The case for democracy

One thing libertarians talk about a lot is coercion. If you really peel back libertarian philosophy that word looms just about as large as “liberty” or “freedom”. Coercion can take a bunch of different shapes. Taxes are coercion. Democracy is coercion. Unions are coercion. Anything that represents the will of the collective over the will of the individual is coercion.

Theoretically, the ideal libertarian society would have no democracy at all. That’s the only way to prevent collective decision making. So in order to actually craft Libertopia, democracy is out. Ideally not even a representative democratic republic would remain.

Michael Lind recently wrote a piece on libertarian hostility to democracy and at the time I felt as though something were missing from the otherwise excellent article. I believe that many libertarians sincerely do believe in liberty. Yet for all that, the antipathy to democracy – which goes well beyond Hayek’s preferred “liberal dictatorship” – reveals the fundamental internal conflict within libertarianism: in order for it to exist as a model for society, democracy must be snuffed out through coercion. Read more

Organized Labor in America

I mentioned this before, but we’re hosting a League Roundtable on the questions facing organized labor in America.

The series was kicked off by Kevin Carson, who wrote about Taft-Hartley and other ways the government has legally restricted the ability of workers to organize.

That was followed up by Mark Thompson, who argued that market anarchy favors labor over management.

Erik Vanderhoff wrote about his own experience in a union.

And today Freddie deBoer laments the lack of pro-labor libertarians and argues that libertarians should be in favor of labor rights, and that a strong labor movement could in fact make government less necessary.

More to come.


Ever since Jane Mayer’s infamous Koch-brothers article last year, one of the quickest ways for progressives to write off libertarians is to say “the Koch-funded Cato institute” or “Koch lackeys at Reason” or some similar dismissal. And while DougJ did indeed include non-libertarian think-tanks in his indictment of Big Money yesterday, the focus has still been on the libertarian think-tanks in particular, using their ties to the Koch brothers as a reason to cast doubt on anyone affiliated with them. This is silly. This is like dismissing a reporter at The New York Times because it is a “liberal rag”. Or dismissing Matt Yglesias out of hand because George Soros indirectly signs his paycheck.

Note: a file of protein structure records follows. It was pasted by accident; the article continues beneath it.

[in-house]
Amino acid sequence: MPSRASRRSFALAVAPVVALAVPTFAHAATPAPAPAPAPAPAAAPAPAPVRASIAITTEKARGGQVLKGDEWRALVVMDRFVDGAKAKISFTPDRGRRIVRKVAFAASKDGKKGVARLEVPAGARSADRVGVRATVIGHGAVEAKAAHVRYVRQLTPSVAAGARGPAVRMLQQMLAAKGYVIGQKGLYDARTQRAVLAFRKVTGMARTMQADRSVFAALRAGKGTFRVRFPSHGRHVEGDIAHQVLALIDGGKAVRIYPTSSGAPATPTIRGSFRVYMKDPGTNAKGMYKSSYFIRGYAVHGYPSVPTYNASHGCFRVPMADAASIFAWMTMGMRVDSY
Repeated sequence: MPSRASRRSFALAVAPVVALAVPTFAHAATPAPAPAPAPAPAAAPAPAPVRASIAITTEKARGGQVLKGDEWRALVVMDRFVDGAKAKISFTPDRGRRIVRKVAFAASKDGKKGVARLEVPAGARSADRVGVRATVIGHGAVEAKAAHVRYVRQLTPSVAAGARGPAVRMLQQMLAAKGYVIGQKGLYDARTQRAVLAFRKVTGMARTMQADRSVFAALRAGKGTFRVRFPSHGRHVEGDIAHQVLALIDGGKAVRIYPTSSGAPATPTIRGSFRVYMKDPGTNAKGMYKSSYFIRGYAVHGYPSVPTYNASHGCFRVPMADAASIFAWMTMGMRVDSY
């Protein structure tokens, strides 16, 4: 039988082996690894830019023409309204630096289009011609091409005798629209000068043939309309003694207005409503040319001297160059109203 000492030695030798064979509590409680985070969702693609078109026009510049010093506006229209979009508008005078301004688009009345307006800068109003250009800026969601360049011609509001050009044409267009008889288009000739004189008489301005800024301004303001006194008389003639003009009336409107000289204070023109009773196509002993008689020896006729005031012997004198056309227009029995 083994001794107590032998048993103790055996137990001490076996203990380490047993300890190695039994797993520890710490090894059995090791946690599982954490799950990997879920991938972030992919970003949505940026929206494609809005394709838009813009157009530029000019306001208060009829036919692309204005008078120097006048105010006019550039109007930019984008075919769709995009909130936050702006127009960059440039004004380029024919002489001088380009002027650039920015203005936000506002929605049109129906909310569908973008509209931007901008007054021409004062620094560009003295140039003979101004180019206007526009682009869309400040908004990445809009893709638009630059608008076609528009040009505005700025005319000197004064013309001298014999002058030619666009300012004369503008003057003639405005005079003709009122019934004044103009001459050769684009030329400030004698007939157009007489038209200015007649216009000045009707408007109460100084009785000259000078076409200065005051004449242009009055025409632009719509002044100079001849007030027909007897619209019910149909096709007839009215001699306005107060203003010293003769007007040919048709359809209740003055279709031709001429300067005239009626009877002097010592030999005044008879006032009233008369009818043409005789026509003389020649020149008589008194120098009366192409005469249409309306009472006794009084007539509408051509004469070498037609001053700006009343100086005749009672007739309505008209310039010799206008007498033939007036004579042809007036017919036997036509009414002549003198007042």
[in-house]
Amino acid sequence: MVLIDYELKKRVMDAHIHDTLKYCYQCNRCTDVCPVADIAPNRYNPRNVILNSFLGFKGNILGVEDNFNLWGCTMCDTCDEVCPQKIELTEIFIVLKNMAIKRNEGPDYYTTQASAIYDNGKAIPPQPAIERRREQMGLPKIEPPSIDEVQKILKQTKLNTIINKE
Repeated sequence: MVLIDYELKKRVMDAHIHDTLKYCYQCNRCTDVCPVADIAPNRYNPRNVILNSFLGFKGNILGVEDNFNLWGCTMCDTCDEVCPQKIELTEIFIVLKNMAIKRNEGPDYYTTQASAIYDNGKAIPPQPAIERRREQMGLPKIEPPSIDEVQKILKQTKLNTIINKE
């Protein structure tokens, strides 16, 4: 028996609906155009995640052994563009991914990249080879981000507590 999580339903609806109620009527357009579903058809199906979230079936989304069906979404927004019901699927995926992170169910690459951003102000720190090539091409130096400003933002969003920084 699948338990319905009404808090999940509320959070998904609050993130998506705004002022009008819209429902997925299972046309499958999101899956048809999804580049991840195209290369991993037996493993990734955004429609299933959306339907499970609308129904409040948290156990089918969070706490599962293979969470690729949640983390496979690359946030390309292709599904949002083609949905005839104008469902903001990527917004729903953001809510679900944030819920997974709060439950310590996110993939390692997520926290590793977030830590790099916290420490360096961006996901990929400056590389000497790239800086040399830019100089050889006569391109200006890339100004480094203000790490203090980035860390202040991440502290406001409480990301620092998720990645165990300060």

Actually, if you follow this line of reasoning you’ll discover that you can pretty much no longer trust anyone who is writing and getting paid to write in any capacity by anyone with a political bias. All the writers at The American Prospect are suspect now because they are on the payroll of liberal publishers, ditto National Review and so forth. Yes, the money does matter – especially when heads roll at a think tank for no stated reason or you see some concerted effort to toe a party line, but for the most part these institutions operate with stated bias and are funded by people who share this bias. There is nothing nefarious about that. A healthy distrust of media is a good thing; using the Koch brothers or George Soros as a way to write off your opponents is just lazy.

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Corporatism etc.

Jason Kuznicki links approvingly to mistermix’s last post and points readers to this Cato Unbound series on corporatism which he says “may be the most important thing Cato Unbound has ever published.”

I agree, and highly recommend anyone interested in thoughtful libertarian discussion of corporatism to go check it out. Jason also has a really good explanation of his own libertarianism here.

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One more post on foreclosures

“Wouldn’t it be great to have a system that met people trying to do the right thing halfway?” ~ Mike Konczal, putting several bullets through my speculation that a foreclosure slowdown could result in moral hazard on the part of homeowners.

So I’ll just come right out and say it: I was wrong yesterday. I was being combative and got into an argument on a topic which A) I hadn’t put a ton of thought into and which B) I took a lousy position on. I let what I viewed as an unnecessary swipe at libertarians get in the way of my better judgment on the more important topic at hand, the issue of foreclosure fraud. Read more